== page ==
- a 15 percent reduction for roof systems starting on April 1
- a 15 percent reduction for field systems starting on July 1, but that reduction will increase to 25 percent if arrays are to be installed on "valuable farmland"
- rates will automatically decrease by an additional 2.5 percent (over the automatic annual reduction of around nine percent) if more than 3.5 gigawatts is newly installed within one year and by 5 percent if more than 4.5 gigawatts is installed
- in return, the automatic reduction will itself decrease by 2.5 percent if the market does not install 2.5 megawatts, with that decrease rising to 5 percent if the market falls short of 2.0 megawatts.
Overall, the government has a target of three gigawatts of newly installed capacity per annum. The new figures do not take effect until approved by the German parliament, though that is expected to take place in February.
It is too early to say exactly how the changes will affect the German market and German manufacturers in particular. Solarworld's CEO has already said the changes will only affect small companies, not his, while Hans-Josef Fell -- the Green politician who co-authored (along with the SPD's Hermann Scheer) the original law that provided feed-in tariffs for photovoltaics -- has come out saying that Chinese firms will benefit the most. The German CEO of Masdar PV agrees that foreign manufacturers will now manage to drive some small German manufacturers out of the market.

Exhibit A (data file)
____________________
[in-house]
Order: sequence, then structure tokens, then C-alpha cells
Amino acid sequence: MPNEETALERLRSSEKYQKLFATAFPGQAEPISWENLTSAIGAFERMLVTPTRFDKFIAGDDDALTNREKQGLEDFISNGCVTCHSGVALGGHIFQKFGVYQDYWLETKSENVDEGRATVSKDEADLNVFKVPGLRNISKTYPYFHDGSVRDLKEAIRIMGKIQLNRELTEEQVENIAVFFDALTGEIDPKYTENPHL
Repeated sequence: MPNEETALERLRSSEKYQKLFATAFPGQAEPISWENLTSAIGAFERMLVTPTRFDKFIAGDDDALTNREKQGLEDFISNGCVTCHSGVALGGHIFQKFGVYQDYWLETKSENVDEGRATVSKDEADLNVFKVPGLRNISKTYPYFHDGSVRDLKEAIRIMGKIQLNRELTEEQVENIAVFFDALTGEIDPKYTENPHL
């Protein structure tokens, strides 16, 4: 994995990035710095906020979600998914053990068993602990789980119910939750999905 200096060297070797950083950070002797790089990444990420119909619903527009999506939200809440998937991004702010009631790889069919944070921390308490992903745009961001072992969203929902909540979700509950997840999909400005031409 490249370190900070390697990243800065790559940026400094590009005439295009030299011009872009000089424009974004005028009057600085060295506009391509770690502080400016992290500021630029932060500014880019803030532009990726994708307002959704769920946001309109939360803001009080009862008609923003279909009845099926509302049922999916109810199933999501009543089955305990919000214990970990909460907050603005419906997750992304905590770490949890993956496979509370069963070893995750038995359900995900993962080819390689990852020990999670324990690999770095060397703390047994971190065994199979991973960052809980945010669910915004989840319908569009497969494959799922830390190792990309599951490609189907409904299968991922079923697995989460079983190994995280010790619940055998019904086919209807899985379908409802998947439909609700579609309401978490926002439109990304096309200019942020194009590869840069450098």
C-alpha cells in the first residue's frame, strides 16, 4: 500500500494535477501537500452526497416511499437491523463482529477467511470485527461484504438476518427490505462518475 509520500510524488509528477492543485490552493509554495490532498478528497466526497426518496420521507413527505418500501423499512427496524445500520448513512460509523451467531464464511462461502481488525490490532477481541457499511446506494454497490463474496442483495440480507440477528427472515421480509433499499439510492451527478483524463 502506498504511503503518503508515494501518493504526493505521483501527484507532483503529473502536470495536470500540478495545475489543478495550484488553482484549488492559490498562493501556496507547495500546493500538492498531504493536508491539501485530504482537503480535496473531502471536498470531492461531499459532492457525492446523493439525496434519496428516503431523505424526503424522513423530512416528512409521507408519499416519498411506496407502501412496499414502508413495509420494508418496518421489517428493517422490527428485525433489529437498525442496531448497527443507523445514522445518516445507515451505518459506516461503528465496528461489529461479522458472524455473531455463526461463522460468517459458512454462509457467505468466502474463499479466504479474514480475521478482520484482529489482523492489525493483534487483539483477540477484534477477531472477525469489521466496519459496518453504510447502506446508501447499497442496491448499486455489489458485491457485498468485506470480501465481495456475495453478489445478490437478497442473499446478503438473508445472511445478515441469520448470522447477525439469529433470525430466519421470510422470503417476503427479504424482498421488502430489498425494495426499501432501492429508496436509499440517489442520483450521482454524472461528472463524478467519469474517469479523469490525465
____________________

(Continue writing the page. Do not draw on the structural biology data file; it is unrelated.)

Unsurprisingly, Photon Magazine welcomes the reductions (they also called for rates to be lowered further a few years ago), though Photon believes that one-off reductions should not be linked to the market volume in any particular country because the market is global. It should be noted, however, that the point of having one-off reductions based on volume is to keep the burden on domestic consumers in check, not take account of a global market.
From an American perspective (my perspective), the debate over here has been quite professional, and the proposals certainly fall short of throwing the baby out with the bathwater, which is what would happen in the US. No stop and go policies over here, and other countries will first have to get up to one gigawatt -- a third of the German target.
Perhaps the most bizarre statement came from Christian Democrat Michael Fuchs, who said, "The greater the rate reductions, the faster the market will grow." ("Je stärker die Förderung für die Anlagen sinkt, umso stärker wächst auch der Markt.") So if we pay nothing for PV power, everyone will want to spend money installing PV arrays?